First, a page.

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Chinese president: Protectionism will not solve crisis

Hu called for the developing world should have a greater voice in international financial institutions.
Hu called for the developing world should have a greater voice in international financial institutions.

SINGAPORE (CNN) -- China's President Hu Jintao has urged the global community to fight the forces of protectionism in the aftermath of the global financial crisis.

"The international financial crisis has given rise to trade and investment protectionism of various forms," he told the Asia Pacific Economic Cooperation CEO Summit on Friday. "Protectionism will not help any country move out of the crisis. It can only pose a threat to the fragile momentum of the economic economy."

His comments come ahead of U.S. President Barack Obama's arrival in Singapore on Saturday, as well as his first trip to China early next week.

In recent months, there have been increased rumblings of potential trade spats between the two nations, which are dubbed the de facto G-2, because of the impact of their economies on the world.

In September, the U.S. placed tariffs on Chinese-made automobile tires; China responded by cutting off imports of auto parts and poultry parts, including chicken feet, a delicacy in China.

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More recently, China began an investigation into whether Washington bailouts of U.S. carmakers constitute unfair government supports of U.S. cars sold in China.

In addressing the global economy, Hu also said the developing world should have a greater voice in international financial institutions. Though he did not mention them by name, the World Bank and the International Monetary Fund have come under criticism for under-representing developing economies.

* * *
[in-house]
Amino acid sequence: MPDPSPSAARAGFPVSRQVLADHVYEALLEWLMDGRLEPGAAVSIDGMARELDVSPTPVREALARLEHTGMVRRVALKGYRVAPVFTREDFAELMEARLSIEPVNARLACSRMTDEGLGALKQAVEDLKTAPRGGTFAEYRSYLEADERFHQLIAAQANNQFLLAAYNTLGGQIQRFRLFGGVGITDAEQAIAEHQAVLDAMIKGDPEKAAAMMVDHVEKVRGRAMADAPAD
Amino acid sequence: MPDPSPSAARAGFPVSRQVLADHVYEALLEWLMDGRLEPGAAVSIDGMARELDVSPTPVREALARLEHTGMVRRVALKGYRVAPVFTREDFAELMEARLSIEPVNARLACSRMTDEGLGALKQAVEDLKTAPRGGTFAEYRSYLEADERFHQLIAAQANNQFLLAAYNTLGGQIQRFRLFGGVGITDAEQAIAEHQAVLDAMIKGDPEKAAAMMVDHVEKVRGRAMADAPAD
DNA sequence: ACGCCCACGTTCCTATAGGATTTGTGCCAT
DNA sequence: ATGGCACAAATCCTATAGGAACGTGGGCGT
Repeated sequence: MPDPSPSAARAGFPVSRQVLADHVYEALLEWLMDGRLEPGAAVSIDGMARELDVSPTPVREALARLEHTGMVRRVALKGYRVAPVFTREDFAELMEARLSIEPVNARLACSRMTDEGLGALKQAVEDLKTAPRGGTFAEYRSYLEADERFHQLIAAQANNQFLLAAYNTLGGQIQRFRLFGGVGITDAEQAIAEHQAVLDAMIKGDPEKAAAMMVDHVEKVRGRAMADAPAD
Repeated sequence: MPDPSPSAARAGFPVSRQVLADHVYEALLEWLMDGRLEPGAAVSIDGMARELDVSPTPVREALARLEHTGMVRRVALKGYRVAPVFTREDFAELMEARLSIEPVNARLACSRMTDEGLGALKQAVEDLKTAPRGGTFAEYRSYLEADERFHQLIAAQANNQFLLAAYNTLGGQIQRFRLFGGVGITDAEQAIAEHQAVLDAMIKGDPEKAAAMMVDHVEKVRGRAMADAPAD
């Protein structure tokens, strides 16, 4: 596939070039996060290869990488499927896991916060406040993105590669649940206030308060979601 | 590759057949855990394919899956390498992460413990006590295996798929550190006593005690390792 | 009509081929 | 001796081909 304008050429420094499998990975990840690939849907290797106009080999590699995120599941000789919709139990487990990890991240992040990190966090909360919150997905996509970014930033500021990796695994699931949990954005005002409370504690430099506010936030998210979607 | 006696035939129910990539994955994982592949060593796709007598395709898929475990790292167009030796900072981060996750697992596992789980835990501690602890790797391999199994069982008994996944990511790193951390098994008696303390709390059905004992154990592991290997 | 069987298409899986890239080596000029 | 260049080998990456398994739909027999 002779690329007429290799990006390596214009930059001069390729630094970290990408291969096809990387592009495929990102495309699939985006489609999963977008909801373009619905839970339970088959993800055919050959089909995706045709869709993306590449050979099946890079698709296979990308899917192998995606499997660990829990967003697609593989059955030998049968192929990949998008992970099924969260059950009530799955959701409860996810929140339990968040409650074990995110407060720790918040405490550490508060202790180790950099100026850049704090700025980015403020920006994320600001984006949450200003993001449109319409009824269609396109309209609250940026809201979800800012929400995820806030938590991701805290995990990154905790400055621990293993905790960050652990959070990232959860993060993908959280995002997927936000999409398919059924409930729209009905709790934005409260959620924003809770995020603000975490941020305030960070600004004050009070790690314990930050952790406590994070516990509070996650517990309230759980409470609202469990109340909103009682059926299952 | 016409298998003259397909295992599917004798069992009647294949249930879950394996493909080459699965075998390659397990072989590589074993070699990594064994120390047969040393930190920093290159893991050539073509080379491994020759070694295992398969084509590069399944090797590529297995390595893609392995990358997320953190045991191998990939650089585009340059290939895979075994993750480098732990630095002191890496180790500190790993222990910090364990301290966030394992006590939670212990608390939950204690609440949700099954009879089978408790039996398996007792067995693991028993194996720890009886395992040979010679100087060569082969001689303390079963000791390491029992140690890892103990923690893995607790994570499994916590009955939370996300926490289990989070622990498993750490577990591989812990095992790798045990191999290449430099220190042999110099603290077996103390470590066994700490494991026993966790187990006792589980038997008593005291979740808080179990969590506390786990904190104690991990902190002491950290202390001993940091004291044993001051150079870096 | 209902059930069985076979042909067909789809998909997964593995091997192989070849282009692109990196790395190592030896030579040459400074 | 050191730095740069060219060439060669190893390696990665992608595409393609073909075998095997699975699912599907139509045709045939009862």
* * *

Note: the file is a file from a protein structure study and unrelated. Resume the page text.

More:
The Chinese leader also promoted more trade within Asia and more domestic consumption in China -- a major focus of the nation's $586 billion economic stimulus package.

"We are making great effort to expand the domestic market, especially the rural market, control total discharge of pollutants and ensure both a sound natural eco-system and a sound socioeconomic system," he said.

Hu's speech was one of the most widely anticipated during the weeklong events of APEC, given the importance placed on China and the rest of Asia in leading the global recovery -- signaling a historic shift in the world economy.

China's gross domestic product increased 8.9 percent in the third quarter, advancing toward the goal of 8 percent growth for the year.

The U.S. economy emerged from recession with 3.5 percent GDP growth in the third quarter, but that news was tempered by unemployment hitting 10.2 percent in October -- a 26-year high.

"In every past recession, it's been the developed world leading growth out of a downturn," said Dennis Nally, chairman of PricewaterhouseCoopers. "This time, it appears the developing world is leading growth out of the recession. That's never happened before."

Though China is important, a PricewaterhouseCoopers survey of APEC business leaders said any sustained recovery of the global economy depends on recovery in the United States.

Nally said it would take the United States two years of consecutive quarterly growth, totaling 5 percent annual growth, before the economy could be considered recovered.

"It will be a longer recovery period than what we've seen in the past," he said.